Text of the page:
United Nations peacekeeping officials Wednesday briefed members of the U.S. Congress on progress made toward addressing a scandal involving sexual exploitation and abuse by U.N. peacekeeping troops.
The United Nations has been reeling from allegations of sexual abuse in its peacekeeping missions ranging, from Bosnia-Herzegovina to Cambodia, East Timor, Ivory Coast and the Democratic Republic of Congo (DRC).
The issue received particular attention after the United Nations earlier this year found that peacekeepers in Congo had sex with Congolese girls and women, usually in exchange for food or small amounts of money.
The revelations prompted the U.N. peacekeeping department to order an internal review of its policies for combating sexual exploitation among the nearly 80,000 U.N. peacekeeping troops serving around the world.
At a Senate Foreign Relations Committee hearing Wednesday, U.N. assistant secretary general for peacekeeping operations, Jane Lute, offered a status report.
"In the past 18 months there have been a total of 186 substantiated allegations of sexual exploitation and abuse," she noted. "This has resulted in seven civilians being dismissed, two reprimanded and 10 referred for additional disciplinary action. Two police have been repatriated, and two additional cases of policemen are under review. Seventy-eight military [personnel], including six commanders, have been repatriated. Nepal, South Africa, Morocco, Pakistan and others have taken decisive action against their contingent members who have been validated to have [who have been found to have] committed acts of sexual exploitation and abuse."
Ms. Lute says her department has taken steps to address the problem, including increasing training and establishing common standards of behavior to prevent such abuse. In addition, she says her department has strengthened methods of investigation and has been working with member states to improve criminal accountability.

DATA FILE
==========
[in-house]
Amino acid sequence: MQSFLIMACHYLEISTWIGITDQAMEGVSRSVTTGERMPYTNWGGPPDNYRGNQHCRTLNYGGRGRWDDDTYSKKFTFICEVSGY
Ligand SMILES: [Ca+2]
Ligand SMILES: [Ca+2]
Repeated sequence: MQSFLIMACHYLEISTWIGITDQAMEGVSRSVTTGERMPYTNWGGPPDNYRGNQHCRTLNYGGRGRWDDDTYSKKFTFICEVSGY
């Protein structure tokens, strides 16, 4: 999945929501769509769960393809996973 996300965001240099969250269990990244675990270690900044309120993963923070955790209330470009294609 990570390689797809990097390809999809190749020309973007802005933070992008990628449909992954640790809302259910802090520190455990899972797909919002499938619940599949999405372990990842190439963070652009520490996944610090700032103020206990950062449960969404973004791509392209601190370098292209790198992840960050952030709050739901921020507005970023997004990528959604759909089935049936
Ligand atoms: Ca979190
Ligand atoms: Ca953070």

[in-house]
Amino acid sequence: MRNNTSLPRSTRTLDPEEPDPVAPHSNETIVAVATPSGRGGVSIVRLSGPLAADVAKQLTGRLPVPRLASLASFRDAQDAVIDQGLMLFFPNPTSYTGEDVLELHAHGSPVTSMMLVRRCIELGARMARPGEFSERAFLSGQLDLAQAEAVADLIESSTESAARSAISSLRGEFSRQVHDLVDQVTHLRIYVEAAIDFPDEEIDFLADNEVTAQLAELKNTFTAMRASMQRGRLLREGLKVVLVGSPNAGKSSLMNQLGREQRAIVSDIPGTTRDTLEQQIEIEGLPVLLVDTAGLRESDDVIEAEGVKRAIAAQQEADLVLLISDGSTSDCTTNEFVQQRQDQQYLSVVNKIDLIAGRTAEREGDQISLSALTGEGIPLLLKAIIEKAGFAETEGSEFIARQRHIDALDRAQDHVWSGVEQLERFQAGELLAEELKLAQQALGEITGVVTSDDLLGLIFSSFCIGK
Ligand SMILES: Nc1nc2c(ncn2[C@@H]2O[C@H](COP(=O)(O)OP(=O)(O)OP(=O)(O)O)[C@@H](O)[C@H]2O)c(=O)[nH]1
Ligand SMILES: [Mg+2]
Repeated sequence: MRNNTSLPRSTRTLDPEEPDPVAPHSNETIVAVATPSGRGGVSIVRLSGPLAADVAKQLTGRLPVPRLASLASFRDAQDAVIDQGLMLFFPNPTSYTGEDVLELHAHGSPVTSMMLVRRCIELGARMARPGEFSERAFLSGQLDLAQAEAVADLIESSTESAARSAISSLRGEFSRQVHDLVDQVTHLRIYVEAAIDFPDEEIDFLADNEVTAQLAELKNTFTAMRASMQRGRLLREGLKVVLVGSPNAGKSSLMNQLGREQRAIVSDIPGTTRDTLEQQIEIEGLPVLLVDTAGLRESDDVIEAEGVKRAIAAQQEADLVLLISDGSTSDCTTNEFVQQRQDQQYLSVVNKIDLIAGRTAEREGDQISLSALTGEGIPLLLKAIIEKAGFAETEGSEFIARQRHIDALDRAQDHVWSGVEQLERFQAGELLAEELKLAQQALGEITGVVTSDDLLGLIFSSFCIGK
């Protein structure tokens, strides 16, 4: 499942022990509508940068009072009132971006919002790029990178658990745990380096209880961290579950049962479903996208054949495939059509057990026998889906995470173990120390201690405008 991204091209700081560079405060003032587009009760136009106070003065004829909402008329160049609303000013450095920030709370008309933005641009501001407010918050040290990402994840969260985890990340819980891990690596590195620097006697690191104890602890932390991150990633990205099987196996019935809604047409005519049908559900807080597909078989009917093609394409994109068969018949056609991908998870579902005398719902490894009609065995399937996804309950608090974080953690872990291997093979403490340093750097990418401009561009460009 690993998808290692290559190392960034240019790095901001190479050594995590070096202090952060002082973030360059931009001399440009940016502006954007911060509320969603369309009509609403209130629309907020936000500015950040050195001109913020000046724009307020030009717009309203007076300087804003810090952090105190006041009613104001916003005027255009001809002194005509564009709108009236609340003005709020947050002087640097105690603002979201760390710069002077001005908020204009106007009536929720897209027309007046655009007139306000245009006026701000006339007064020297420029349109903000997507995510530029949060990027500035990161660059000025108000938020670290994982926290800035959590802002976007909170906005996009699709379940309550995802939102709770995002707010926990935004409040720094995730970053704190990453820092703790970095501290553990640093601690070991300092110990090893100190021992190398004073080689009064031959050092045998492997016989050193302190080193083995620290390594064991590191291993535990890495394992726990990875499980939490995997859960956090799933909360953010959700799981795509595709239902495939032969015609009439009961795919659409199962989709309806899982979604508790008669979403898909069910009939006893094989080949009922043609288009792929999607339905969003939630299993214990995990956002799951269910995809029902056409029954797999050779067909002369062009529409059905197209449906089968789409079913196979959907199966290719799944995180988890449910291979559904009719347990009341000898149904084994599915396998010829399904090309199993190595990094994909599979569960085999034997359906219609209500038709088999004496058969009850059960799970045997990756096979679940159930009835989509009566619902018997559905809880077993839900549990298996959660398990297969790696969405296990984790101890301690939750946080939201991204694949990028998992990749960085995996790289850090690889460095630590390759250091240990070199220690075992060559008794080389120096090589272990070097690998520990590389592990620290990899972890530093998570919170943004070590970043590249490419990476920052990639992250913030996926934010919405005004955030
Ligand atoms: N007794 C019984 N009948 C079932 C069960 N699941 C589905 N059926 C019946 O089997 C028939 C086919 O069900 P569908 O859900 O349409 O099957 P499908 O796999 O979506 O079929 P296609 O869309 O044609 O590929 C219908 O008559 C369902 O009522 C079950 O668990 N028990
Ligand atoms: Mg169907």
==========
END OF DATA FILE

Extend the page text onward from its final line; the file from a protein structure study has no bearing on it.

"Zero tolerance, in effect Mr. Chairman, means to us, zero complacency, zero impunity," she explained.
Prince Zeid al Hussein is Jordan's permanent representative to the United Nations and serves as Secretary General Kofi Annan's adviser in addressing the scandal.
"I am quite confident we are on the right track. This is a very difficult problem. We will encounter more allegations in the field as we improve the mechanism for eliciting complaints. That is without any doubt," he said.
Philo Dibble, acting assistant secretary of state for International Organizations, says the United States is pleased with the steps taken so far in addressing the problem, but he says more needs to be done.
"We welcome the creation of personal conduct units within the UN missions in Burundi, Cote d'Ivoire, the Democratic Republic of Congo, Sudan and Haiti to address allegations and to assist victims. We have encouraged the UN to establish similar units in each of its peacekeeping missions. We will continue to address the issue forcefully with troop contributors and advocate at the UN for system-wide reforms," he added.
The United States is the largest financial donor to the United Nations, contributing 22 percent of its operating budget.